Re: Hairy generics question

Lew <>
Tue, 28 Feb 2012 12:45:29 -0800
Daniel Pitts wrote:

I've just read the original Taligent, Inc. PDF on what MVP is, and it looks
like its little more than a clarification of MVC, with some new concepts
pulled out. Things that were inferred in the "controller" are now their own

Other references make a similar point, or conversely take great pains to
distinguish MVP (most valuable player) from MVC. Such care would be
unnecessary were the concepts actually so different.

"MVC" is a pretty loose term, which accounts for some of the controversy. In
large terms it means no more than "model-view-controller" and the principle of
separation of concerns imply. Really, the taxonomy dispute is by the wayside.
Personally, I recognize "MVC" as the species, like the first "lupus" in "canis
lupus lupus", and subspecies, like the second "lupus". Then "MVP" would be
another subspecies, like the "familiaris" in "canis lupus familiaris".

   Life - Domain - Kingdom - Phylum -
Engineering - Computer - Software - Programming -

   Class - Order - Family - Genus - Species - Sub
Architecture - Patterns - Modular - Acyclic - MVC - MVC
Architecture - Patterns - Modular - Acyclic - MVC - MVP

So MVC is the wolf, and MVP the dog.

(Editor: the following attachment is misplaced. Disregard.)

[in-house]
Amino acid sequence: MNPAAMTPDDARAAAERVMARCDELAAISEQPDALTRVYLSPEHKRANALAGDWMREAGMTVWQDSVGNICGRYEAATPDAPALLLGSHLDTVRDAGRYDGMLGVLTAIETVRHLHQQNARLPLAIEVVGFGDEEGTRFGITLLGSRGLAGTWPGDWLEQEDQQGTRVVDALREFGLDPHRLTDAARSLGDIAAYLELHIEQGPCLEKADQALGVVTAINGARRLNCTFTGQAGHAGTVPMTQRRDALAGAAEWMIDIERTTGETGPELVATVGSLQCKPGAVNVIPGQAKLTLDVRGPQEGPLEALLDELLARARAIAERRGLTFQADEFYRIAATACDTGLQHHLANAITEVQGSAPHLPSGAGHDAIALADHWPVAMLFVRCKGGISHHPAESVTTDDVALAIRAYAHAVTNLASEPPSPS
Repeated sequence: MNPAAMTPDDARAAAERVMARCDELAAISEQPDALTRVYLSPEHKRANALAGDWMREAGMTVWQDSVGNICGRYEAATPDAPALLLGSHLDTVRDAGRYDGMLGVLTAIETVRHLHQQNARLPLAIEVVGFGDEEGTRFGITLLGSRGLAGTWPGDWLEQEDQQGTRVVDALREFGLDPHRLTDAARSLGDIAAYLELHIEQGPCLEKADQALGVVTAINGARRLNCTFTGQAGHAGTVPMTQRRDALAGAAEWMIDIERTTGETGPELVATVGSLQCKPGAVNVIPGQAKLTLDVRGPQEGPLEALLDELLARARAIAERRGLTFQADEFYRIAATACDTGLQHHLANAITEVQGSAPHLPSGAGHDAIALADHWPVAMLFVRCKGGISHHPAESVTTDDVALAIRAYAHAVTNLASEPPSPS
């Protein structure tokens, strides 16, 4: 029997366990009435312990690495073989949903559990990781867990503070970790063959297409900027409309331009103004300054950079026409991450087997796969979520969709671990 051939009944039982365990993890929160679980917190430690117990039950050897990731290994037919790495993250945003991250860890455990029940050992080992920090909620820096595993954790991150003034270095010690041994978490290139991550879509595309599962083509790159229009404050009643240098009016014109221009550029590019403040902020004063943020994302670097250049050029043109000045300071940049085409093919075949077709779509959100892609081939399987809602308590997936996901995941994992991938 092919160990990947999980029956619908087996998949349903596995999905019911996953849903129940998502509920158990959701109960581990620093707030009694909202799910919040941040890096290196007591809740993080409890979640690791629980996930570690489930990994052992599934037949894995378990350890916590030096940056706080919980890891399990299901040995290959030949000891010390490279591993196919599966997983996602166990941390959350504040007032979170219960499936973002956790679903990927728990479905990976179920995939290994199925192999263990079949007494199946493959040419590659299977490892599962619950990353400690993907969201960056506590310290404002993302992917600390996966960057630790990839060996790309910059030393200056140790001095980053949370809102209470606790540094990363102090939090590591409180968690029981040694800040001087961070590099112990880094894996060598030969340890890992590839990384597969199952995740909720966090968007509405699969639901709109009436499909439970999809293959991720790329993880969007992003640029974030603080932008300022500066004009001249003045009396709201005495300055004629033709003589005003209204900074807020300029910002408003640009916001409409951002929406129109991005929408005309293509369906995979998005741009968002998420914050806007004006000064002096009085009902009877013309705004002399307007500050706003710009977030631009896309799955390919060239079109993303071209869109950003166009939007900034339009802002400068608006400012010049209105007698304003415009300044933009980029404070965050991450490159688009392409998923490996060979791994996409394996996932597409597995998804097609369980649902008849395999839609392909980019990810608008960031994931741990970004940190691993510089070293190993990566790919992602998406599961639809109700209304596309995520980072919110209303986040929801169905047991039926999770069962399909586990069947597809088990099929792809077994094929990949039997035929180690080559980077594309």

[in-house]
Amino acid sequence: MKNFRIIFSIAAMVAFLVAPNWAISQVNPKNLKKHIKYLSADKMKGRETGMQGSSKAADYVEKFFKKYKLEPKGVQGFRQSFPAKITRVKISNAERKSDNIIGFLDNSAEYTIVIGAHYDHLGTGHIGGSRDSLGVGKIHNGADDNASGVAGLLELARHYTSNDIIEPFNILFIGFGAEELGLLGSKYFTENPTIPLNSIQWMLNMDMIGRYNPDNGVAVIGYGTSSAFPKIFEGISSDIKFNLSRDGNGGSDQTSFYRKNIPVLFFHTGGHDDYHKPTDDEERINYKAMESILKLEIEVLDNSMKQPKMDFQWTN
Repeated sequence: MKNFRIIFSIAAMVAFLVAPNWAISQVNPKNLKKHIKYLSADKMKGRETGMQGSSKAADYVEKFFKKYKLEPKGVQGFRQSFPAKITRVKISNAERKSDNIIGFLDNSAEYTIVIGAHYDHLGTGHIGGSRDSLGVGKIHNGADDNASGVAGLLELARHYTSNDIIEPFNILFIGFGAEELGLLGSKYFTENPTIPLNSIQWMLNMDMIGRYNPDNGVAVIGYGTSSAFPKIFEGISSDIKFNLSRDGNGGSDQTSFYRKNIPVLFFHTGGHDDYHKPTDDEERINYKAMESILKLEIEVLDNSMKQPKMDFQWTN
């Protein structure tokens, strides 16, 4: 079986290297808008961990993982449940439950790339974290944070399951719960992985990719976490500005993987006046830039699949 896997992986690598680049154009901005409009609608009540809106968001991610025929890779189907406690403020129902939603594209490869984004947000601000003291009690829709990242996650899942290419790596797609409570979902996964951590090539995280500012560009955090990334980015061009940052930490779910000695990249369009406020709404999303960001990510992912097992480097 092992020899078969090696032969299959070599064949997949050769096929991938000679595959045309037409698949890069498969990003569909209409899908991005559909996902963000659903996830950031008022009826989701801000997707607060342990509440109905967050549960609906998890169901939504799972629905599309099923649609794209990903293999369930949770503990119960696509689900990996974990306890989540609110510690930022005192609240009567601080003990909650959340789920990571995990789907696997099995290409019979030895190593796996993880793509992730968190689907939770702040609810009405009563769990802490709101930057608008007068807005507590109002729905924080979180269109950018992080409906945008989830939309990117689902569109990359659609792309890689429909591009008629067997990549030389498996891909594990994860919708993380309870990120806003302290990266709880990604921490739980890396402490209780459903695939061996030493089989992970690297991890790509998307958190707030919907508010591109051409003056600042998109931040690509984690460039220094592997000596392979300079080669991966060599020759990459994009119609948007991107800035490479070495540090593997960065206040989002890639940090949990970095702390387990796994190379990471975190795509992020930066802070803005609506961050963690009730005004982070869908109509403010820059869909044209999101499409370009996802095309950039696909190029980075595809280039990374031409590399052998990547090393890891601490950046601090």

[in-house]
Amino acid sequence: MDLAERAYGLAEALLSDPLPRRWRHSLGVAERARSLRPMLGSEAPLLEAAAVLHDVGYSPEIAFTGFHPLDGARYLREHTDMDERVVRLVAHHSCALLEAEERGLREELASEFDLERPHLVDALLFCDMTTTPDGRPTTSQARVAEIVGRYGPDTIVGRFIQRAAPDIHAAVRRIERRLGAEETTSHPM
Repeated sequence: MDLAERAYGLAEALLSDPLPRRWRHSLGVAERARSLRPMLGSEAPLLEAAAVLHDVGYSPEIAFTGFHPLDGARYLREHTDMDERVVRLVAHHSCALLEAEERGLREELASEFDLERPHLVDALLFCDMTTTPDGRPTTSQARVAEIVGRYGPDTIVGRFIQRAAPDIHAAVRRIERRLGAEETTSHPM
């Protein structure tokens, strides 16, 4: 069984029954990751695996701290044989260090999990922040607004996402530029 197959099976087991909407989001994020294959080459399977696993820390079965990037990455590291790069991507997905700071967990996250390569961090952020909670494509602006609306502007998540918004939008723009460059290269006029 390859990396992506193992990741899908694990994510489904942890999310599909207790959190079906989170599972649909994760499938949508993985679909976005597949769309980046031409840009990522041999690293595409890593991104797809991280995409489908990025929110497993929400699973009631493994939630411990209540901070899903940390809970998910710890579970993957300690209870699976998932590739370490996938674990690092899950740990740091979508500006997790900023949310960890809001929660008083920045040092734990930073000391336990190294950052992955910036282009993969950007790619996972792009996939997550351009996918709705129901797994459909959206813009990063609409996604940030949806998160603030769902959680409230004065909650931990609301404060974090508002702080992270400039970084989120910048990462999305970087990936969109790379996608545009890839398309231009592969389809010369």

That's just an offhand metaphor, a "Lewnnaeus" classification, if you will.
Perhaps it will help some of you.

In that case, my original advice still stands. View shouldn't know about the
Presenter, only about the Model, and event listeners. The Model shouldn't know
about the View or Presenter, only about observers, and the Presenter is
basically knows about everything.

As such, you can't easily have a Generic Presenter. Also, as such, you needn't
have the view have any information about the "type" of the Presenter. The View
also only needs the interface type of the Model, not the specific type. The
Model needs only to know only interface types as well.

This allows you to completely remove the circular type dependencies, which is
one of the main benefits of MVC and MVP architectures in the first place.

The pattern itself is acyclic, which accounts for how it accomplishes that:
"knows about":
  P |- V |- M
    |- M

This translates almost directly into type dependencies.

I don't usually make the Controller (or Presenter) generic. It works just fine
with non-generic 'Screen' (a View artifact) and 'Handler' types sorta like
this (pseudocode):

  public class Controller
    static enum Outcome {SUCCESS, FAILURE, ERROR};
    private final Map<Screen, Handler> handlers = loadHandlerMap();
    private final Map<Screen, Map<Outcome, Screen>> navigations
        = loadNavigations();

    public void process(Request request, Response response)
      Screen screen = request.getScreen();
      Handler handler = handlers.get(screen);
      Outcome outcome = handler.handle(request, response);
      Screen next = navigations.get(screen).get(outcome);
      forward(next, request, response);
// etc.

Of course, this is just one way to do the pattern. It's what I use for Web
apps if I'm hand-rolling, and not dissimilar to how Struts does things;
however, I've been doing this since before Struts was available.

Honi soit qui mal y pense.

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